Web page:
|There is only one slide|
Beyond these questions, what Council and the Citizenry need are a series of detailed case studies - a kind of audit, perhaps - that show how projects worked, how they failed, or how they were merely adequate.
On the Jory Apartments agenda item, the current instance in the database includes no public comment, but we know that there has been some.
|NEN would like more analysis|
[City staff] are aware of only one other instance in Oregon, in Wilsonville, where tax increment financing was used for direct payments to the owner.And it does not seem yet that the City or Council has made this review - or at least shared it publicly. The slide for the work session doesn't much address the level of detail asked about in the letter from NEN.
The plan projects payments over 41 years...how can the city commit to so many years of payments when it's impossible to predict the housing market over that time?...
We are also concerned that the number of affordable units...has decreased...
We hope Council will review carefully the TIF Plan...to ensure [it is] in the public's best interests over the life of the TIF District.
Maybe more substantive material will be published later.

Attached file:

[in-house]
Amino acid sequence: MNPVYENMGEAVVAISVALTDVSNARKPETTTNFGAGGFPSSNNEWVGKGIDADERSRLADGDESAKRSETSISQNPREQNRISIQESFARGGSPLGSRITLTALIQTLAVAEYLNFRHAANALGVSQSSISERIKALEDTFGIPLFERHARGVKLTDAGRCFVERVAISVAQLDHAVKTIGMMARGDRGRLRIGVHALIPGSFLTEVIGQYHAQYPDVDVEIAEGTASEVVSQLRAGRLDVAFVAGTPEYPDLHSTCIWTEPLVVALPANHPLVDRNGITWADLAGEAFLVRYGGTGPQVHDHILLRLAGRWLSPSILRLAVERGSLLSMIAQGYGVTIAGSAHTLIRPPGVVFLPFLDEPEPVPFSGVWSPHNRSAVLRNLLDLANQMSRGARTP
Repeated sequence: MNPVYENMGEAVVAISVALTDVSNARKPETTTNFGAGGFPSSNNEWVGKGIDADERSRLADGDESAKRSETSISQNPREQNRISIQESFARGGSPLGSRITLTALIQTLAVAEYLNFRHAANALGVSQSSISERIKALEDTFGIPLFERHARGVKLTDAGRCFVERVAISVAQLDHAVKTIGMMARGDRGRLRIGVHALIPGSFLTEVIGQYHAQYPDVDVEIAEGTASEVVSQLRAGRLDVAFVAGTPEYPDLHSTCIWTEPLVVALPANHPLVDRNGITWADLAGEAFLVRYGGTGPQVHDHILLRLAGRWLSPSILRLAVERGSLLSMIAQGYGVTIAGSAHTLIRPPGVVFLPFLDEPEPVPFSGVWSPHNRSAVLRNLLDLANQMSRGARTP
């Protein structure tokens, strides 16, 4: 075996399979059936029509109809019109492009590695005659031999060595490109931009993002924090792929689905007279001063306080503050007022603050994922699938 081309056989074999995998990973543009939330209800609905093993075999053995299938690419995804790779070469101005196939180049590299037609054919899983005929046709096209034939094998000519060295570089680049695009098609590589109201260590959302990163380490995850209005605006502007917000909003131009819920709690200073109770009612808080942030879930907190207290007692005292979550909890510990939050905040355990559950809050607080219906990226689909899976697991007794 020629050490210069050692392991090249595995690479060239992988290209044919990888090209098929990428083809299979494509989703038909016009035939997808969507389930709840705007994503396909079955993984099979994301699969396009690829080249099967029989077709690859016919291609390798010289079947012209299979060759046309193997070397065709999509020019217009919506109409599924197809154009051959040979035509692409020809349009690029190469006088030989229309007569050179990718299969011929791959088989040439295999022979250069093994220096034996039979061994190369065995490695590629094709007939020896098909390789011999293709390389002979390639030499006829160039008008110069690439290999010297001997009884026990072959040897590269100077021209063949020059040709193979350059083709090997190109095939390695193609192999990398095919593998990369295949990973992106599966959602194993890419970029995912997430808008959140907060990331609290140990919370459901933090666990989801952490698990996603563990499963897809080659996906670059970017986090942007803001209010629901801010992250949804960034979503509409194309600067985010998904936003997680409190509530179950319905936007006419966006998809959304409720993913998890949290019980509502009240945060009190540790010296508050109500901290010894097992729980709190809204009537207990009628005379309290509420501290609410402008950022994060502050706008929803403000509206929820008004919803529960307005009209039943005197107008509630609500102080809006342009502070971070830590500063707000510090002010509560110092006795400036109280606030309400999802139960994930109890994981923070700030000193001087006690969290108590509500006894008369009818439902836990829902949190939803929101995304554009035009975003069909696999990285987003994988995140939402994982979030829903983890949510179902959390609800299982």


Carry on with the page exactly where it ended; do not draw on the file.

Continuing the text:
|Here's another chart that purports to show change, but |
lacks a control variable. (Comments reversed in white added)
That presentation is not part of Monday's, but it would be useful to included it - or better, to include a revised version.
A Rambling Digression Slightly Related to an Agenda Item
|Behind the piano and memorial wall,|
an old storefront bolted onto the house (2012)
(The VFW history shows the house before the storefront addition)
The lots are directly south of the VFW Hall (built in 1938), and across the street from Salem Alliance Church. The Church is the owner of the lots, and you might recall news last summer about their properties in the neighborhood.
There's no real policy matter here, I don't think. It's the corner and immediate neighborhood that's interesting. The funny intersection there with Hood, Church, and Fairgrounds Road, is a mid-century vestige, with bones even older, and the mix of older storefronts, a curve not designed for modern auto speed, and foot traffic prompted an early median treatment earlier in this decade.
|1905 Birdseye Map|
Streetcar line running on Hood and Fairgrounds Road
(Library of Congress)
|Preaching Fire and Brimstone, May 8th, 1920|
At the end of the streetcar era, the fact this was part of the highway to Portland created problems - and fodder again for newspaper quarrels.
|December 3rd, 1929|
|December 17th, 1929|